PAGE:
To Do or Not To Do           
Subpart (b) of the rule discusses reasonably necessary protective actions a lawyer may take if persuaded a client is unable to exercise the judgment necessary to the client-lawyer relationship.  It is worth noting that while the word “shall” is used in subpart (a) of the rule, subpart (b) uses the word “may,” leaving to the lawyer the discretion to exercise professional judgment in deciding whether to act.
[6] 
Terminating a representation when the client’s capacity becomes questionable may not, however, be an option.  Rule 4-1.16 constrains termination of a representation if to do so would materially adversely affect the client’s interests.   Withdrawal may resolve the lawyer’s immediate ethical dilemma, but abandoning a client at his or her most vulnerable may create more problems for everyone, including the lawyer.
[7]    
   


[1] Shades of Gray:  The Opportunities and Challenges of an Aging Bar, Mo. Bar Precedent Vol.V Issue 3.  Diminished capacity issues are not limited to elderly clients; they may also arise in the case of minor clients or any clients with mental impairment.  This article does not integrate the substantive law and procedural rules dealing specifically with representation of minors. 
[2] From the adoption of Missouri’s Rules of Professional Conduct in 1986 until Rule 4-1.14’s amendment in 2007, the rule addressed clients under a “disability” and spoke to the client whose judgment was “impaired.”  From the 2007 amendment forward, the rule has been titled “Client with Diminished Capacity” and addresses a representation where the client’s capacity to make adequately considered decisions is “diminished.”  The semantic changes, it has been suggested, were made to encourage lawyers to recognize that individuals, i.e., clients, may experience a “continuum of capacity” requiring ongoing assessment of a client’s ability to deal rationally with the specific decision to be made.  See Note, Model Rule 1.14:  The Well-Intended Rule Still Leaves Some Questions Unanswered, XVII Geo. J. Legal Ethics 313 (2004).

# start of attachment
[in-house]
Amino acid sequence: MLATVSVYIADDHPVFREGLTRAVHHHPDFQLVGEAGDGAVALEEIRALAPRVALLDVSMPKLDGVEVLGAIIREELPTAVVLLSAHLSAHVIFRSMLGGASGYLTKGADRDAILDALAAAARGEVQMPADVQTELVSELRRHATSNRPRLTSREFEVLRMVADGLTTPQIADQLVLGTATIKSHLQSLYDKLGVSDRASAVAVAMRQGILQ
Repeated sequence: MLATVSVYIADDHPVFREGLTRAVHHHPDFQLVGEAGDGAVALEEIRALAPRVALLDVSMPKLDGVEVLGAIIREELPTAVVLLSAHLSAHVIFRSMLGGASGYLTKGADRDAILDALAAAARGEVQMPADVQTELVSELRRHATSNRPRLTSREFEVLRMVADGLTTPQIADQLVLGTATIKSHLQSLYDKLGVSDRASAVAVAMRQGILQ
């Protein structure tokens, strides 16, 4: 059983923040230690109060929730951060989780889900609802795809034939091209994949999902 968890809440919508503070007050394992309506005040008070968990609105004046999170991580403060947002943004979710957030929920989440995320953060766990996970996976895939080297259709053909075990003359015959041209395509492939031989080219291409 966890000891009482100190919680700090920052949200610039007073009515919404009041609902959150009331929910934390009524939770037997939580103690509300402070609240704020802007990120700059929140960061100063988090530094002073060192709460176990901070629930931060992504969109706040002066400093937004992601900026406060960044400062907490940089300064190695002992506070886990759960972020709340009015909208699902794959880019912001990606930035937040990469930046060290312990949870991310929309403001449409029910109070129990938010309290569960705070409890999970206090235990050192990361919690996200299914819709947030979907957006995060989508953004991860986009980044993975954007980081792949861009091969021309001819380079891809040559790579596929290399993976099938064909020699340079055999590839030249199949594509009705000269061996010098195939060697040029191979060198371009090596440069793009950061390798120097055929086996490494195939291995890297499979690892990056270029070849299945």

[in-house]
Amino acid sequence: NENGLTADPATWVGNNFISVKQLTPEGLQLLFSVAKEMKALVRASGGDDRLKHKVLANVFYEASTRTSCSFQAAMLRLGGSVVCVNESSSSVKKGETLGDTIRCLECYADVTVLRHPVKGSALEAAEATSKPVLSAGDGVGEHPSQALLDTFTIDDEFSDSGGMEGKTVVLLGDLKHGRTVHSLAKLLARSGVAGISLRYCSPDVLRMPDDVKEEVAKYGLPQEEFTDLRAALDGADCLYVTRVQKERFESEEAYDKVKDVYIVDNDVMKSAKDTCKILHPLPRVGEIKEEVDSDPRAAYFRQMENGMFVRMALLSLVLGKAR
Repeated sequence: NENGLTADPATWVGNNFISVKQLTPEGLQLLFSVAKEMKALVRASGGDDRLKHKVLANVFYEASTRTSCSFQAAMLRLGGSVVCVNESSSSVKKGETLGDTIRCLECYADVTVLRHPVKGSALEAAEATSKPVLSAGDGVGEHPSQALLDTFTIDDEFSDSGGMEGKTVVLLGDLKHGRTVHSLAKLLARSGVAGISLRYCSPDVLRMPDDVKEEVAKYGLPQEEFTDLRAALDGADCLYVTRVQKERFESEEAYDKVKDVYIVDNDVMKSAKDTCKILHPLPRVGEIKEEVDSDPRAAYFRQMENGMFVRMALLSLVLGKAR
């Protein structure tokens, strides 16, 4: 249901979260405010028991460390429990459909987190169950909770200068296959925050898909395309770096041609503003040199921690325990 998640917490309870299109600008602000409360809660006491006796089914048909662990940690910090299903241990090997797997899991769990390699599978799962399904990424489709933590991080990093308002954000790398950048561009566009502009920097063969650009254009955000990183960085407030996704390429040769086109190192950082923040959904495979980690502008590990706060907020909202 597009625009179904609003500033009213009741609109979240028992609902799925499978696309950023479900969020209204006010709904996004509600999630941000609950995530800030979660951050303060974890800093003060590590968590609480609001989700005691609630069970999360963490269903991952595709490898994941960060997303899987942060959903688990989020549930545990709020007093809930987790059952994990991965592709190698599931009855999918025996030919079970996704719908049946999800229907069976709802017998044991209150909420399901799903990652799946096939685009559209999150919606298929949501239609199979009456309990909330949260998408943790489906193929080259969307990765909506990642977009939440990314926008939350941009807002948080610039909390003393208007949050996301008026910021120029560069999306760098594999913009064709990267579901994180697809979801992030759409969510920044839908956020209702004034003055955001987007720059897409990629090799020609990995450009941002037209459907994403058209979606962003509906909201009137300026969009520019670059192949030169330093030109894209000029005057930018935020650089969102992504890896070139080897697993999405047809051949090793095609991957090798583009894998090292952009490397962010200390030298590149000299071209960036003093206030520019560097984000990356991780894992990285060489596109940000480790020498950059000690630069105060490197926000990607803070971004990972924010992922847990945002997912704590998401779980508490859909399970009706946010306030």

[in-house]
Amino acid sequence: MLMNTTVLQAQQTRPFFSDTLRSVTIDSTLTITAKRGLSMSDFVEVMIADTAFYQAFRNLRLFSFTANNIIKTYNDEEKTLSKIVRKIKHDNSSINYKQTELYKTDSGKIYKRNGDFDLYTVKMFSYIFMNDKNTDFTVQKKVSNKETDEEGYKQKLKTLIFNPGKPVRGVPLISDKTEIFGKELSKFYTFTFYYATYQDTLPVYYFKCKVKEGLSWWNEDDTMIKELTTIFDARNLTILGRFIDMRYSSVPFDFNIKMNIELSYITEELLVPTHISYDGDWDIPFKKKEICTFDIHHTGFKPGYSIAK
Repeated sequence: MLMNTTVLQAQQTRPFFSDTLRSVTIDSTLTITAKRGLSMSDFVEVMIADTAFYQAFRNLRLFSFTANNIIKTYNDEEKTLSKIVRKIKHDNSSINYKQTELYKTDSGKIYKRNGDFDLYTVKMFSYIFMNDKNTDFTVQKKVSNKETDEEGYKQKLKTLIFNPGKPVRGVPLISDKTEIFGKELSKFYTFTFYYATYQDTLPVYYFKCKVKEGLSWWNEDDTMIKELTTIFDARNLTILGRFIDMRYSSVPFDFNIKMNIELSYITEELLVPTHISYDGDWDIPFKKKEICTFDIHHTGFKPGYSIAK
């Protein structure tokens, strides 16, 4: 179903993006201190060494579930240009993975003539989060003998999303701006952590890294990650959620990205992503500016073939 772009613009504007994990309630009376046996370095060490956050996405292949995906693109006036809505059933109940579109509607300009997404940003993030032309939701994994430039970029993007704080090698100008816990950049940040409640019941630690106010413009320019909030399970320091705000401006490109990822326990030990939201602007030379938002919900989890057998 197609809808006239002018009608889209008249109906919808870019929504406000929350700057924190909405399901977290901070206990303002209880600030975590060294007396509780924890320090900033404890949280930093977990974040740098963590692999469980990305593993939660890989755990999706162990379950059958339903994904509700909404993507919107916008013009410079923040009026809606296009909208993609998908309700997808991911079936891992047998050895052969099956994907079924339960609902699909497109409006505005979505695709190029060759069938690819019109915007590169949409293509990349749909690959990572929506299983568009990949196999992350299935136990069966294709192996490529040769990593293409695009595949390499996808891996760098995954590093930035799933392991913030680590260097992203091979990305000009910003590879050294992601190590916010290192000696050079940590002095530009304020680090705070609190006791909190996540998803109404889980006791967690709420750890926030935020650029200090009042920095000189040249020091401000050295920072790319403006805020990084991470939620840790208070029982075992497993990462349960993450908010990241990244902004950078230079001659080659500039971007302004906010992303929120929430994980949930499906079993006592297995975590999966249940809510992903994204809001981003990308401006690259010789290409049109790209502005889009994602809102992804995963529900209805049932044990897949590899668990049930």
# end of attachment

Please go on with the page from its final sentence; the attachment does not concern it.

[3] See id. at 325-326 for brief suggestions about how to determine if a client’s judgment is diminished, either through a “decisional capacity” test or a basic orientation test.  See also ABA Commission on Law and Aging & American Psychological Assoc., Assessment of Older Adults with Diminished Capacity:  A Handbook for Lawyers (2005).
 
[4] See, e.g., Rule 4-1.2 (a) (abide by client’s decision), Rule 4-1.6 (confidentiality), Rule 4-1.7 (conflict of interest).  
[5] See ABA Formal Ethics Op. 96-404 (1996). 
[6] See Rules of Professional Conduct, Scope, paragraph 14. 
[7] Cf. In re Witte, 615 S.W. 2d 421, 422 (Mo. banc 1981), appeal dismissed, cert. denied, 454 U.S. 1025, where the Missouri Supreme Court said that evidence of a client’s less than normal mental and functional capacity raised the standard of conduct the Court required of the lawyer in dealing with the client.